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Description This application claims the benefit of U.S. Provisional Application No. 60/416,863 filed on Oct. 8, 2002. This invention relates to the field of geophysical prospecting and, more specifically, to identifying and measuring contiguous features present in two-dimensional data images and three-dimensional data volumes, particularly those data related to petroleum exploration applications. Geophysical data such as microscopic images, (e.g. thin sections), wellbore images, and seismic data volumes are noisy. Geologic models of reservoir properties are uncertain. Techniques for measuring and analyzing contiguous features in these types of data can be extremely sensitive to such uncertainty. The current approach to measuring contiguous features in volumetric data is based on a technique called region growing, sometimes called seed detection. See, for example, Russ, John C., A frailty with the region growing approach lies in the fact that noise in the voxel values can produce erroneous decisions with respect to E. Geographically narrow features can be cut by a small amount of noise that prevents the addition of otherwise qualified voxels. Adjacent, but distinct, features can be joined by a small amount of noise that lets bridges form between distinct objects. Practitioners commonly employ two approaches to mitigating these problems: filtering the data and modifying the value criterion. In the former, a smoothing operator (e.g., mean or median filter) is applied in an attempt to remove this noise. This approach tends to destructively modify voxels around the interfaces that may be important. In the latter, the user performs a number of separate analyses across a range of eligibility criteria. This approach essentially considers the data as noise-free and the threshold value uncertain. One example of this approach is described in U.S. Pat. No. 5,832,103 to Giger, et al. A petroleum example of the second approach is U.S. patent application Ser. No. 10/195,582 filed Jul. 15, 2002. Neither the filtering nor the varying-eligibility approach admits the possibility that the character of the noise may vary from location to location in the volume. Neither approach characterizes the uncertainty in the result (e.g., uncertainty in body size or connectivity between bodies). Some image-segmentation strategies that are well behaved in the presence of noise (e.g., level set techniques) could be applied to connectivity analysis problems, but they too are deterministic. They do not communicate the range of possibilities given the noise in the data. The above-described technologies are based on established image-processing techniques. They address connectivity and size, but not uncertainty. There are uncertainty-aware techniques for estimating the connectivity and size of a geologic body in 3-D that are not based on image analysis. These use Monte Carlo techniques to produce multiple realizations of a geologic model that “honors” modeled uncertainty in stratigraphy, object geometries, rock properties, and other model variables. The difference between these techniques (embodied in the JACTA add-in to the commercial software product, “gOcad”, to name one example) is that the uncertainty in connectivity and size is a side effect of the integration of many forms of uncertainty, some of which are rarely adequately characterized or integrated. In other words, the uncertainty in connectivity and size is attributed to the secondary effects of modeling uncertainties, not directly to the primary source of uncertainty: the noise in the observed data. What is needed is a technique that directly estimates uncertainty in connectivity and size from the measured statistical properties of a densely sampled dataset. The present invention satisfies this need. In one embodiment, the present invention is a method for determining the size and possible connectivity between seismic objects in noisy seismic amplitude or attribute data volumes on a probablistic basis, comprising the steps of: (a) subdividing the data volume into cells called “voxels”; (b) calculating a probability distribution for each voxel's datum value; (c) randomly sampling each voxel's probability distribution to generate a “realization” comprising a noise-free datum value for each voxel; (d) using conventional region-growing to grow a body that contains a selected starting voxel and wherein all voxels satisfy a selected eligibility criterion; and (e) repeating steps (c)-(d) until the accumulated realizations allow the user to assess the probable size of a body and whether it is probable that the body is in fact a single, connected body as contrasted with multiple, unconnected smaller bodies. In other embodiments, bodies may be identified in a given realization without selecting a starting voxel and growing the body progressively from there. In such embodiments, each voxel is checked against the eligibility criterion, and regions of connected voxels satisfying the eligibility criterion are identified. In addition to seismic amplitudes or attribute data, seismic facies data may also be used. However, the present invention's usefulness is not limited to seismic applications. It can be used to assess “objects” in any data volume affected by noise. The present invention may also be applied to assess features in two-dimensional data sets. In preferred embodiments of the present invention, the probability distribution of step (b) above will be determined by analyzing and modeling the noise in the data volume. Enhanced Markov Chain Characterization is a preferred method for calculating these probability distributions in the present invention, and for generating the random realizations in step (c). In preferred embodiments of the present invention, the distributions calculated in step (b) above are adjusted to take spatial correlation into account. The present invention is readily suitable to automation through computer programming, where its intrinsic parallelism allows speed-up through the use of multiple parallel processors. The patent or application file contains at least one drawing executed in color. Copies of this patent or patent application publication with color drawings will be provided by the Office upon request and payment of the necessary fee. The present invention and its advantages will be better understood by referring to the following detailed description and the attached drawings in which: The invention will be described in connection with its preferred embodiments. However, to the extent that the following detailed description is specific to a particular embodiment or a particular use of the invention, this is intended to be illustrative only, and is not to be construed as limiting the scope of the invention. On the contrary, it is intended to cover all alternatives, modifications and equivalents which are included within the spirit and scope of the invention, as defined by the appended claims. The present invention applies equally to two-dimensional images and three-dimensional volumes. The description that follows will be based on application of the invention to three-dimensional volumes, and will use the term “voxel” to refer to a cell in three-dimensional space. The terms “image” and “pixel” may be substituted for “volume” and “voxel” throughout the following description to convert the terminology toward two-dimensional applications. Similarly, the present invention is often discussed below in terms of its seismic applications although it is not limited to seismic applications. A data volume may be called a “seismic attribute cube” or similar term, where “cube” is used for convenience without regard to whether its sides are equal or its voxel subdivisions are uniform in all three dimensions. A body may be described as a region of connected voxels in, for example, an acoustic impedance data volume characterized by each voxel in the region having a value of acoustic impedance greater than (or less than) some selected threshold value (the “eligibility” criterion) such that no neighboring voxels of the region meet the eligibility criterion. A definition of “neighbor” or “adjacent” is implied and must be chosen. Typically, the definition chosen is that a voxel is adjacent to, or neighbor to, another voxel if they share a face. The present invention, referred to herein as Probablistic Region Growing (“PRG”), requires the integration of three elements: -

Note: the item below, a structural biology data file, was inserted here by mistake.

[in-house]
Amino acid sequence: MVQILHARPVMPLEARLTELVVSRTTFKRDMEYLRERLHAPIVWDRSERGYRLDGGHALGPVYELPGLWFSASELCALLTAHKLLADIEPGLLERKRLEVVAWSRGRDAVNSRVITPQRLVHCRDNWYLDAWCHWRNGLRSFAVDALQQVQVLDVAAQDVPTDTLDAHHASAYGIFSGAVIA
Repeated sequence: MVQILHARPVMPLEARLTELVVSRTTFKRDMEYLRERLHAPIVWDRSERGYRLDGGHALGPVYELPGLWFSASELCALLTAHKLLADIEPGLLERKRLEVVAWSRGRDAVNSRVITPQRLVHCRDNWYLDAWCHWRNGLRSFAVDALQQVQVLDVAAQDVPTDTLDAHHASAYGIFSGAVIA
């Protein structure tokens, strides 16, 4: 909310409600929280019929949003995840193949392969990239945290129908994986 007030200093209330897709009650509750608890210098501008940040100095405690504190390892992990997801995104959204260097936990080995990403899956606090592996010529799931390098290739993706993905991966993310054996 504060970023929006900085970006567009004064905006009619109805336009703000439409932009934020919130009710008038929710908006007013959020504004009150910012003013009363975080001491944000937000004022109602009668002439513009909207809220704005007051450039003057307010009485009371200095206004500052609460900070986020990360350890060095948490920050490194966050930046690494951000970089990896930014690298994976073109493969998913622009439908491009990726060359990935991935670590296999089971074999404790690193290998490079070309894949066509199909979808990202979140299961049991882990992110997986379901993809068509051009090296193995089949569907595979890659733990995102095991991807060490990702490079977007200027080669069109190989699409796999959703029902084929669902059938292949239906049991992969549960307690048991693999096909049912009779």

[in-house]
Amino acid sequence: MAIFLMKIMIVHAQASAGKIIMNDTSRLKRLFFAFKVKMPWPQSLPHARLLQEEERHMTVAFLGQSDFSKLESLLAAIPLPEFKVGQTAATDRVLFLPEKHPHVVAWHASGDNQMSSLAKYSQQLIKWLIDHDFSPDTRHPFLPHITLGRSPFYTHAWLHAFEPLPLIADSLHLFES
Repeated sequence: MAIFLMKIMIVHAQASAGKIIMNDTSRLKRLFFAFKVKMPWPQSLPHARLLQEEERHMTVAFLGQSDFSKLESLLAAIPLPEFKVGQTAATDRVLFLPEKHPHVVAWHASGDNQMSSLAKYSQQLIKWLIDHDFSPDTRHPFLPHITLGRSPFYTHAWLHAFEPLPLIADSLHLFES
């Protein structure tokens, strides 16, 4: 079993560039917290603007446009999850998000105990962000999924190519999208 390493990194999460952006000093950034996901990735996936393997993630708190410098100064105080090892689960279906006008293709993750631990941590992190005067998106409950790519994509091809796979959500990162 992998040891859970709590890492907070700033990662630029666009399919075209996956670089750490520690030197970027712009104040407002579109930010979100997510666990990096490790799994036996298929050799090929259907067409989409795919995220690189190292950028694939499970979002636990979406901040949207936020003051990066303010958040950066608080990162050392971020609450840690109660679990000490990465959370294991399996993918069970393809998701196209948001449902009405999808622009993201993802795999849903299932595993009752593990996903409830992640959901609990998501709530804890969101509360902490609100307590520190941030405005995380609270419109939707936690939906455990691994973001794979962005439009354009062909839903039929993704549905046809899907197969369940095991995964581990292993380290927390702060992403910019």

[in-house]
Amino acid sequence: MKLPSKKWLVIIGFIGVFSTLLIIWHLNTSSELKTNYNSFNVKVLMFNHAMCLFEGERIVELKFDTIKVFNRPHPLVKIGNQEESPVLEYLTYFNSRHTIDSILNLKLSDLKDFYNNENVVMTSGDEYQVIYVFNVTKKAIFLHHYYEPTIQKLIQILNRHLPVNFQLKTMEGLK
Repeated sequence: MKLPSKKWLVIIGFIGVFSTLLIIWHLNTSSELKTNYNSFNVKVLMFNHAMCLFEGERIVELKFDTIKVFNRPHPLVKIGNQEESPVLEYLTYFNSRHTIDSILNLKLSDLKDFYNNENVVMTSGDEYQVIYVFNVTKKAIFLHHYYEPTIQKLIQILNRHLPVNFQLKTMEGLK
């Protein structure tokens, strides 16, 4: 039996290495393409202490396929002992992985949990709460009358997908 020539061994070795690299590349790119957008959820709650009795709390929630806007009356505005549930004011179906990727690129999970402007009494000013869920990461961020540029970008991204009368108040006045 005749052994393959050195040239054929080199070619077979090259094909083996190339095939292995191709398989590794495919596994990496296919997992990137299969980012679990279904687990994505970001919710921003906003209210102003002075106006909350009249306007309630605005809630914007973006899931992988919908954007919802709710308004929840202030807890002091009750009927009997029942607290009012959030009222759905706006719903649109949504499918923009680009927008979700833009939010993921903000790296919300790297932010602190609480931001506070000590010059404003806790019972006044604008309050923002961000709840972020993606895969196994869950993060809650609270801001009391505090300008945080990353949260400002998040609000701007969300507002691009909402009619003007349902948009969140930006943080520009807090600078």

- a) a technique for calculating the probability distribution for the value of each voxel;